If you could sum up my laptop life in a few words, it would be these: keyboard shortcuts. I’m almost to the point at which I don’t have to use my touchpad at all. (There’s actually a setting to use your keypad instead of your touchpad to control the cursor, but I haven’t messed with that so much.)
Shortcuts have truly changed my life. Having a techy family helps because we share keyboard shortcuts with each other sometimes. Some shortcuts are tricky to remember & even trickier to get used to, but in the end it saves me loads of time! I have such a surplus of extra time due to these shortcuts that I’m using it to write this post.
So here we go.
You can get yourself around fairly quickly by pressing down Ctrl with your left hand & using the small panel of arrows with your right hand. Right & left arrows move you word by word, while the up & down arrows move you paragraph by paragraph.
Well, to select all the text you want, just hold down Ctrl + Shift together & use the small panel of arrows as you would if you were just pressing down Ctrl.
Ctrl + C: Copy selected text.
Ctrl + X: Cut selected text.
Ctrl + V: Paste selected text.
Ctrl + I: Italicize selected text.
Ctrl + B: Bold selected text. I’ve been using this one a lot.
Ctrl + U: Underline selected text.
Alt + Tab: Enter your last-entered application. To cycle through all applications, press Alt+Tab, then release the Tab button & press it again to move through applications.
Alt + Shft + Tab: Move through your applications backwards.
Ctrl + Tab: In a web browser, this shortcut moves you to the tab to the right of your current one.
Ctrl + Shift + Tab: Takes you to the tab to the left of your current one.
Ctrl + 1 – Ctrl + 9: Switch to the tab at the specified tab number. (For example, Ctrl + 3 switches you to tab #3.)
Space bar: Use this when you’re on a webpage; it scrolls you down. You can also press that little button, PGUP—you know, the one in the upper right, the one you never thought had a purpose—to quickly get yourself to the top of your document. Its brother, PGDN (which stands for Page Down), gets you to the bottom of said document with one motion.
Windows Key + M: Minimize all windows. A lot smoother than haphazardly clicking the minimize button a hundred times when someone approaches your laptop.
Ctrl + Z: Undo. Yes or no, this is or will be the most frequently used shortcut for you?
Ctrl + T: When in a web browser, this opens a new tab.
Ctrl + W: When in a web browser, this closes the current tab.
Ctrl + Shft + T: When in a web browser, this reopens the last tab you closed.
Ctrl + R: Refreshes current webpage. You’ll use it more than you think.
Alt + D: Selects the link in your web browser. Ah yes. This is especially helpful when I’m switching among tabs, collecting links to add to my posts.
Ctrl + D: Bookmarks your current webpage. I myself love this because I have a complicated system of bookmarks on my laptop & I’m always adding new ones. Another reason I use bookmarks so much is because I never fully trust my laptop to bring up all my tabs when it’s finished installing updates & restarting, so I bookmark all my tabs before a restart.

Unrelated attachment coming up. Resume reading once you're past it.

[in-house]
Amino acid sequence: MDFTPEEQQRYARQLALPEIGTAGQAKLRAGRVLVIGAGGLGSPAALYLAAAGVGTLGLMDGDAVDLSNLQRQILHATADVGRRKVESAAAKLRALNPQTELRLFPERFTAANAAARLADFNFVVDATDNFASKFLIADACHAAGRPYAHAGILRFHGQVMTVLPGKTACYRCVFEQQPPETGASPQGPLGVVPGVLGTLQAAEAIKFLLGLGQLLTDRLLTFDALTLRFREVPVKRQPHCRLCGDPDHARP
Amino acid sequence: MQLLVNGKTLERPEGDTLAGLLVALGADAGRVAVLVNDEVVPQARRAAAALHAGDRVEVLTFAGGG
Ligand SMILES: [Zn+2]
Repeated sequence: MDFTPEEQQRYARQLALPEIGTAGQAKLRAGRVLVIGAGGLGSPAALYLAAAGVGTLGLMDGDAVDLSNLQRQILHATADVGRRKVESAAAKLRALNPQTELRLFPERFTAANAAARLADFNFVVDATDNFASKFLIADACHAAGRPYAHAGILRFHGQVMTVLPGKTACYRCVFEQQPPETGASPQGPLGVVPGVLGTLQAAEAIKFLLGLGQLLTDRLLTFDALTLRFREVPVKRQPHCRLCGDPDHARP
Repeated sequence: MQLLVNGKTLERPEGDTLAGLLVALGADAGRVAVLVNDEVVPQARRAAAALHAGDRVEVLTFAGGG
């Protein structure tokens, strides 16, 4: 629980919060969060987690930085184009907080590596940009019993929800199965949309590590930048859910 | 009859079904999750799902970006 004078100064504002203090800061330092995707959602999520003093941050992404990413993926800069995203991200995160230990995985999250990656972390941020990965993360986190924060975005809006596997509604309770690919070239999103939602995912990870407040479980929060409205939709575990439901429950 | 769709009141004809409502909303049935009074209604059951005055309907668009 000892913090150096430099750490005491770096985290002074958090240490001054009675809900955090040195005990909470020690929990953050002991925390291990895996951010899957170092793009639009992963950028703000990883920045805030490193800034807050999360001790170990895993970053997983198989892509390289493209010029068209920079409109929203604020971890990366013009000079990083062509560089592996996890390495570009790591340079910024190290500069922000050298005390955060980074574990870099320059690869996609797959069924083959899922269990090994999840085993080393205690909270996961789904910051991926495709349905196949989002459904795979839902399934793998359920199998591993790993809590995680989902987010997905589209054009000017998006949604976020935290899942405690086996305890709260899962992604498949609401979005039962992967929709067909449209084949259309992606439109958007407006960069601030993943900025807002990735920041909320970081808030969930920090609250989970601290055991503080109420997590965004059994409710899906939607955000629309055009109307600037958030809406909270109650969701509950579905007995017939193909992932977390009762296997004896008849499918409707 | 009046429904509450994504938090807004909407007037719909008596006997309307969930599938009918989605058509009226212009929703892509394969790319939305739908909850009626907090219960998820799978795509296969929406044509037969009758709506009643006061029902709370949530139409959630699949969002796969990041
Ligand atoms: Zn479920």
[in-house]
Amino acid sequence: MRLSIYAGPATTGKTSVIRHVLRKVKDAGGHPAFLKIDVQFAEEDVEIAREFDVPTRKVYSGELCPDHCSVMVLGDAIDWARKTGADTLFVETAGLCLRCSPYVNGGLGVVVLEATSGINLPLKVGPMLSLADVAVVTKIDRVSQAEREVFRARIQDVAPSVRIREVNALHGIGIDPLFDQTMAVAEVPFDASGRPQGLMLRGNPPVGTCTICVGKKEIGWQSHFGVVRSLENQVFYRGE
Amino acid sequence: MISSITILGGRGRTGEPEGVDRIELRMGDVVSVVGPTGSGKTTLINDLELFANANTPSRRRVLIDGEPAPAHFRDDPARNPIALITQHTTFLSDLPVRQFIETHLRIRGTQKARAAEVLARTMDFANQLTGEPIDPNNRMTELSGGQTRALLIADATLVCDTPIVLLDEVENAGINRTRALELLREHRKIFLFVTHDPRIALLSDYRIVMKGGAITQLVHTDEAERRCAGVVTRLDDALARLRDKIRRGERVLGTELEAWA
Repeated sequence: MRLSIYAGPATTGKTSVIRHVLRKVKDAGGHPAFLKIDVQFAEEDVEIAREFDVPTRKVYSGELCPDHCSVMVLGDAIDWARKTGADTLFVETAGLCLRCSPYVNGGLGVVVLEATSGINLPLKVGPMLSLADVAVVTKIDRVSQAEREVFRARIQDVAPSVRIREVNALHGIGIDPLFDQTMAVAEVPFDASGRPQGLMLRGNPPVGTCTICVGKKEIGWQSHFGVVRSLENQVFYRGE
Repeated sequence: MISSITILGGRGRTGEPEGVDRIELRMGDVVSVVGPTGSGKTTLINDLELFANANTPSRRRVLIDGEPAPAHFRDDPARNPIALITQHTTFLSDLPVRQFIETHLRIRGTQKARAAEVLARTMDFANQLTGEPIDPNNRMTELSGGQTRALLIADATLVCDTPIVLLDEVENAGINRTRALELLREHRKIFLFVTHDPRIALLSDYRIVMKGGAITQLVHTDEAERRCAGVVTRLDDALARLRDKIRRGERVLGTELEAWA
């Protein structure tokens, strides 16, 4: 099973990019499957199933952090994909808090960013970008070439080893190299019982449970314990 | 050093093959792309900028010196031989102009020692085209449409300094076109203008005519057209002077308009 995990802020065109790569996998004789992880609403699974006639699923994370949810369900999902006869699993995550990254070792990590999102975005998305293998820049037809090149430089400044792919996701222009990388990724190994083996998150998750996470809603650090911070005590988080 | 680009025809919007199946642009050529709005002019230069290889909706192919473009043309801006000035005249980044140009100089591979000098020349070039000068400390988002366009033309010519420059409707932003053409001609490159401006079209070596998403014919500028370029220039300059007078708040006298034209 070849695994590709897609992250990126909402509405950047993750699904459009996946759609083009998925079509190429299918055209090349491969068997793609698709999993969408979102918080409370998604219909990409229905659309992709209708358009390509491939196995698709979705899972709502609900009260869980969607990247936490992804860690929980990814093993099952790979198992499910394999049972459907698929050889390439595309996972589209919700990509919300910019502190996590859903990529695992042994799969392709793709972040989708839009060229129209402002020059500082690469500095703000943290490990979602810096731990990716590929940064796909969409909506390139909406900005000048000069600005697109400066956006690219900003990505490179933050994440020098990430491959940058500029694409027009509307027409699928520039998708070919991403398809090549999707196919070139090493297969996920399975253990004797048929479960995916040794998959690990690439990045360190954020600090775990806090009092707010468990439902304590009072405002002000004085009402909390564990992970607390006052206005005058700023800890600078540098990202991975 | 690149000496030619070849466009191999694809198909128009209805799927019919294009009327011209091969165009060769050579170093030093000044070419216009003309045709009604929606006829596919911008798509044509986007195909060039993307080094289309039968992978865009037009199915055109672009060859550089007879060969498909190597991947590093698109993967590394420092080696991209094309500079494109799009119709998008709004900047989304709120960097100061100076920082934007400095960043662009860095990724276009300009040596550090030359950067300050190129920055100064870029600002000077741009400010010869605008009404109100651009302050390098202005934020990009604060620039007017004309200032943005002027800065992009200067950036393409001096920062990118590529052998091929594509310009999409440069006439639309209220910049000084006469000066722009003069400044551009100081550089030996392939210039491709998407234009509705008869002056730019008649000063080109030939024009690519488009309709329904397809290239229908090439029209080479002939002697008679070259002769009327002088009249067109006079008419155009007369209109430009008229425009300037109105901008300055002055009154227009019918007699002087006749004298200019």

FN + PRTSC: When NumLock is enabled, it takes a screenshot. I don’t think this is a very nice interface because it gives you no sign that it actually takes the screenshot. However, it’s on your clipboard & you can paste it into a document.
This isn’t a keyboard shortcut, but I use it a lot: If you drag your current application to the far, far left or far, far right, a translucent frame should appear. Release the application & it’ll take up exactly half of the screen. I like using this split screen to compare my writing side-by-side.
F5: This is one of those keys I don’t understand, like INS (see below). It wasn’t very long ago that my cat stepped on my laptop & after I shooed him away, I found that I couldn’t move my mouse at all. Fortunately, I was able to use my keyboard shortcuts & a plug-in mouse to look it up & figure it out. Turns out that F5 locks the mouse – pressing it again will remedy the problem. (The key probably varies by PC, though.) So who was the genius who decided that? At least have us press Ctrl + F5 to make it harder for it to happen by accident! Because of that abysmal design, my cat caused me a good ten minutes of absolute panic!
INS: This a truly unfortunate situation to have pressed it by accident. If you press this wacky little key without realizing it or knowing what it does, I promise you, it’s an absolute horror. It makes anything you type replace the letter before it. I once got it stuck & didn’t know what to do about it. CHAOS. Again, where were sane designers for that?
Alt + 0151: I don’t know about you, but I love long dashes (—). I use this one rather long “shortcut” very often. If you use this one, though, be sure NumLock is on & that when typing in the numbers, you use the set of numbers to the right of the keyboard, not the top.
- Ctrl + Shft + L: Insert a bullet list like this one. This doesn’t work in all applications, but it does in Wordpad. Other applications will make it easier for you & turn any of your hyphens to bullets automatically.
Last notes & advice now, I guess.
I could go on & on about how awesome shortcuts are, but I think everyone has varying degrees of awe for them anyway, so it doesn’t really matter.
So, I’ll just have to end it on one piece of wisdom:
We’ve all experienced situations of uncertainty concerning our PCs. I experience it almost daily. It’s that embarrassing moment when I have no idea what it’s downloading, what it’s asking, or what it’s doing. So, my final & most important advice to you:
When in doubt, press ESC.